On June 10, 2013, the Seattle City Council unanimously approved the “Job Assistance Bill,” which restricts when and how employers may seek and use criminal background information.  Under the new law, employers in Seattle may no longer require job applicants to check a box indicating whether they have ever been arrested or convicted of a crime.  Nor may employers include “no felons need apply” or similar language in job postings.

In addition to “banning the box,” the ordinance forbids employers from performing criminal background checks on job applicants until after an employer extends a conditional offer of employment to an applicant.  Moreover, before taking any adverse employment action based on an applicant’s criminal history, an employer must identify the source of the criminal records and give the applicant a reasonable opportunity to explain or correct the information.  Employers must hold a conditional job offer open for two days to allow an applicant time to explain his or her criminal history or refute the record.

The ordinance allows employers to consider conviction records or conduct related to an arrest (but not the arrest record alone) for a “legitimate business reason.”  The ordinance defines “legitimate business reason” as an employer’s good-faith belief that the nature of the criminal conduct underlying the charge or conviction will either have a negative impact on the employee’s or applicant’s fitness or ability to perform the position or will harm people, property, or the business reputation or business assets of the employer.  To determine whether there is a legitimate business reason, the ordinance instructs an employer to consider factors including the seriousness of the crime, the number and types of convictions, the time elapsed since conviction or charge, rehabilitation and good conduct, the duties and responsibilities of the position, and the place and manner in which the position will be performed. 

Although significantly limiting employers’ use of criminal background checks, the ordinance does not apply to applicants seeking jobs in law enforcement, policing, crime prevention, security, criminal justice or private investigative services, or to applicants for jobs that allow unsupervised access to children under age sixteen, developmentally disabled persons or vulnerable adults.  Nor does it apply to jobs for which state or federal law requires an employer to consider an applicant’s criminal records for employment purposes.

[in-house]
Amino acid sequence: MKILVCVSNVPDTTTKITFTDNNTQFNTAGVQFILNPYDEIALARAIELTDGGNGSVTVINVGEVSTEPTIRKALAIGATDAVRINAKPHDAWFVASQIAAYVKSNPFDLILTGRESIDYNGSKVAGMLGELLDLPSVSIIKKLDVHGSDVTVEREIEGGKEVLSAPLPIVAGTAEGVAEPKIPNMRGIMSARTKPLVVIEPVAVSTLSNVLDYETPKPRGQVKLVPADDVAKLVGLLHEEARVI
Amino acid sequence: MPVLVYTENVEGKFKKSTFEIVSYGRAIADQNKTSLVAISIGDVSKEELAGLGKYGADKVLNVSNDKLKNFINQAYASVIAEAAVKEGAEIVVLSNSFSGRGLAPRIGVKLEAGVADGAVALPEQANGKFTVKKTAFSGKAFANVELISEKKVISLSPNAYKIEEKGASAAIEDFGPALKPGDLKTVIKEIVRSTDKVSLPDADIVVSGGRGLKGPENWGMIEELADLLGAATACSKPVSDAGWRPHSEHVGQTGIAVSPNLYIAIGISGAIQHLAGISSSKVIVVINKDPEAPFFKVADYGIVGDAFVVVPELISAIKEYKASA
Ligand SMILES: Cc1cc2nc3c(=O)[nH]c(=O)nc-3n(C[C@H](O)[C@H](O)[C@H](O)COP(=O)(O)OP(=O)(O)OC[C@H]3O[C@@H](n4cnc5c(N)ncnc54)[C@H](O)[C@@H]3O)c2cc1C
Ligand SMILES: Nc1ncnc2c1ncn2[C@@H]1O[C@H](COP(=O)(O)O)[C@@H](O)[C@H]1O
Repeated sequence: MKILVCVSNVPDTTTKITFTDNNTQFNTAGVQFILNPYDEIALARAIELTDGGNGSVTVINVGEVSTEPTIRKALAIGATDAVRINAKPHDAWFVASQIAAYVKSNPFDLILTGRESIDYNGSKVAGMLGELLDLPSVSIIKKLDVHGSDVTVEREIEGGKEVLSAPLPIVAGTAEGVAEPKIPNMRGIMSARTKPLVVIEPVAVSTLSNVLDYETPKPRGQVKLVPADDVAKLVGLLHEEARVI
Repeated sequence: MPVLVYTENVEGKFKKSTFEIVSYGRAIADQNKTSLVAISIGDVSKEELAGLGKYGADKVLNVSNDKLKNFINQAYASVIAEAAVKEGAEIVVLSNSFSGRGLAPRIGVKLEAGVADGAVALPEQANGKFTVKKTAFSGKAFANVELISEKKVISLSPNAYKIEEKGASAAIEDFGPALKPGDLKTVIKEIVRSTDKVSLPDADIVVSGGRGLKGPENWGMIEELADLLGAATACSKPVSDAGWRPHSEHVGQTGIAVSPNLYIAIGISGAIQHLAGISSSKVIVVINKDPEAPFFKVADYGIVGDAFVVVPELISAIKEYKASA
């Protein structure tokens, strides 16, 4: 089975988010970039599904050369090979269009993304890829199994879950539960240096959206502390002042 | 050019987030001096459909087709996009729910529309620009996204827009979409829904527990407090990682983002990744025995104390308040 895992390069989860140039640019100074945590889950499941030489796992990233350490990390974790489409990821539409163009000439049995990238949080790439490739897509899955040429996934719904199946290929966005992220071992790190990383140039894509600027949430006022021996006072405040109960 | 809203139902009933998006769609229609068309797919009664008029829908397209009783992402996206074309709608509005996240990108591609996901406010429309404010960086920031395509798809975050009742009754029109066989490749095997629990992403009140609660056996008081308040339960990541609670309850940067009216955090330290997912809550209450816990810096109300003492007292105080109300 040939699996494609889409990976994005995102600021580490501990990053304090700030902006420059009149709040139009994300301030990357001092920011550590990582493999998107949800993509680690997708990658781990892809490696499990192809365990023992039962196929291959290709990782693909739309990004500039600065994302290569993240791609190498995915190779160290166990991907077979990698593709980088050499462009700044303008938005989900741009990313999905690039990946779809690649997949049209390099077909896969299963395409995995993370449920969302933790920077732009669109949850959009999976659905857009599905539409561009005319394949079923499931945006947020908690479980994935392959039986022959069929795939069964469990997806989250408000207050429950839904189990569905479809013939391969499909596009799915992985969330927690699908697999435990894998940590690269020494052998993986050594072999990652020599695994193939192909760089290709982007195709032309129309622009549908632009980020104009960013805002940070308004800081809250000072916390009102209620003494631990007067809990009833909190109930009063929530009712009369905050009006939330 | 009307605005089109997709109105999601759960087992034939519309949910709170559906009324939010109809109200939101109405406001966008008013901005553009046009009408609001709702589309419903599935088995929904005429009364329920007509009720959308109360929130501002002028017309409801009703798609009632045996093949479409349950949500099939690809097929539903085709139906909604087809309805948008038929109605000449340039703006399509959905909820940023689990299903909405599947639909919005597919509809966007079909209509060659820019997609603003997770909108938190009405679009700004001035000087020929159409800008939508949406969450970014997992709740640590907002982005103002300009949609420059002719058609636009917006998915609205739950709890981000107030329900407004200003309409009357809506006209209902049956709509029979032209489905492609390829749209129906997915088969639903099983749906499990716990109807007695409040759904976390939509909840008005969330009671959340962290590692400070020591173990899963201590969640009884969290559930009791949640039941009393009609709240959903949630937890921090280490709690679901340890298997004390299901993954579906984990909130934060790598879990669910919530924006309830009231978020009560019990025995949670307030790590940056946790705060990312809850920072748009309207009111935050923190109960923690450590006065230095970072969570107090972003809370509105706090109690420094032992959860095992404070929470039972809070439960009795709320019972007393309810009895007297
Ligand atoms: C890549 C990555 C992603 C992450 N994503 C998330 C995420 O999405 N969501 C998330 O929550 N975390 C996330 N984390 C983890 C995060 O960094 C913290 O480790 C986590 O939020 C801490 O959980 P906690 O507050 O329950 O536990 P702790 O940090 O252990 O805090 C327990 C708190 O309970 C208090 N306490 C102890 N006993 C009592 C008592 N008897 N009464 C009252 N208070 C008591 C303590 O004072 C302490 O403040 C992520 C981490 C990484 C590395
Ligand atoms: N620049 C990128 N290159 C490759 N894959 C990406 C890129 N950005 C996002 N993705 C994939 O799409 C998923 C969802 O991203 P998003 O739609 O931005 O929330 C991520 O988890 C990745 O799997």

In addition to the exclusions for certain positions and the provision allowing employers to consider criminal history for legitimate business reasons, the final version of the ordinance includes several important concessions to employers.  The ordinance does not create a private right of action for an applicant to sue a prospective employer if the applicant is turned down for a position.  The final ordinance excludes a provision that would have required employers to fill out a lengthy form describing why they declined an applicant, and it does not require an employer to accommodate an employee’s obligations to the criminal justice system, including scheduling parole hearings.  Although the Seattle Office for Civil Rights (SOCR) is responsible for enforcing the new law, SOCR is required to convene a panel of stakeholders, including those from the employer community, to aid in developing regulations to implement the ordinance.

Going forward, employers must revise application materials for positions affected by the ordinance by removing questions about criminal history, and they must remove “felons need not apply” and similar language from job postings. 

The ordinance is effective beginning November 1, 2013 and applies to all employees who spend at least 50% of their time in Seattle.  It applies to all employers who employ one or more employees, but the ordinance is not explicit as to whether it applies to employers located outside of Seattle with employees who work 50% or more within Seattle.  Federal and state government employees as well as non-Seattle county and local government employees are excluded.  The full text of the ordinance may be found here.